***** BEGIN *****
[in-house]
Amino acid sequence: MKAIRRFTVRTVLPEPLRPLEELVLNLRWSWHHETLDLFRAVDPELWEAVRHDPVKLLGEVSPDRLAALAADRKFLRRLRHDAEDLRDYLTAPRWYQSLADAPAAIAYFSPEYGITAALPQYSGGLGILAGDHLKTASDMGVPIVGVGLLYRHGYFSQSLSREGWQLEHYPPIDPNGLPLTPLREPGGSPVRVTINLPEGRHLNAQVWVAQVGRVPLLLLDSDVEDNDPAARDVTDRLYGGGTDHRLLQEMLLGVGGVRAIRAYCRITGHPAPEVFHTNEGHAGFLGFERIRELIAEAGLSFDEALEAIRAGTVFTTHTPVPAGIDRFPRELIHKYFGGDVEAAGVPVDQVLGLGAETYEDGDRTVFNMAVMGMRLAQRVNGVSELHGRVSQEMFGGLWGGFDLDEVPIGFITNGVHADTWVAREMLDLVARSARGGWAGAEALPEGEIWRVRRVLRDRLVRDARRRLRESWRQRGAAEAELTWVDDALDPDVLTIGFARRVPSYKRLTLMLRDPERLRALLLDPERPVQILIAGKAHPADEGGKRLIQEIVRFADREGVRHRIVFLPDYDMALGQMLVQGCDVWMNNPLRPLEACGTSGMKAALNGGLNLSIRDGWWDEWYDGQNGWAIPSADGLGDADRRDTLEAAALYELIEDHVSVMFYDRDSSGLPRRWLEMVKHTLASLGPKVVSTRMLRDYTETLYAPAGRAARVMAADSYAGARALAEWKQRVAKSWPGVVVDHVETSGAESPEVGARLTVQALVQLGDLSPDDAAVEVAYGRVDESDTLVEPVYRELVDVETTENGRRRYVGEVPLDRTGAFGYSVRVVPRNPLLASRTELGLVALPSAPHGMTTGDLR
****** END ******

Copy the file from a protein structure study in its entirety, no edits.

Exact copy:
[in-house]
Amino acid sequence: MKAIRRFTVRTVLPEPLRPLEELVLNLRWSWHHETLDLFRAVDPELWEAVRHDPVKLLGEVSPDRLAALAADRKFLRRLRHDAEDLRDYLTAPRWYQSLADAPAAIAYFSPEYGITAALPQYSGGLGILAGDHLKTASDMGVPIVGVGLLYRHGYFSQSLSREGWQLEHYPPIDPNGLPLTPLREPGGSPVRVTINLPEGRHLNAQVWVAQVGRVPLLLLDSDVEDNDPAARDVTDRLYGGGTDHRLLQEMLLGVGGVRAIRAYCRITGHPAPEVFHTNEGHAGFLGFERIRELIAEAGLSFDEALEAIRAGTVFTTHTPVPAGIDRFPRELIHKYFGGDVEAAGVPVDQVLGLGAETYEDGDRTVFNMAVMGMRLAQRVNGVSELHGRVSQEMFGGLWGGFDLDEVPIGFITNGVHADTWVAREMLDLVARSARGGWAGAEALPEGEIWRVRRVLRDRLVRDARRRLRESWRQRGAAEAELTWVDDALDPDVLTIGFARRVPSYKRLTLMLRDPERLRALLLDPERPVQILIAGKAHPADEGGKRLIQEIVRFADREGVRHRIVFLPDYDMALGQMLVQGCDVWMNNPLRPLEACGTSGMKAALNGGLNLSIRDGWWDEWYDGQNGWAIPSADGLGDADRRDTLEAAALYELIEDHVSVMFYDRDSSGLPRRWLEMVKHTLASLGPKVVSTRMLRDYTETLYAPAGRAARVMAADSYAGARALAEWKQRVAKSWPGVVVDHVETSGAESPEVGARLTVQALVQLGDLSPDDAAVEVAYGRVDESDTLVEPVYRELVDVETTENGRRRYVGEVPLDRTGAFGYSVRVVPRNPLLASRTELGLVALPSAPHGMTTGDLR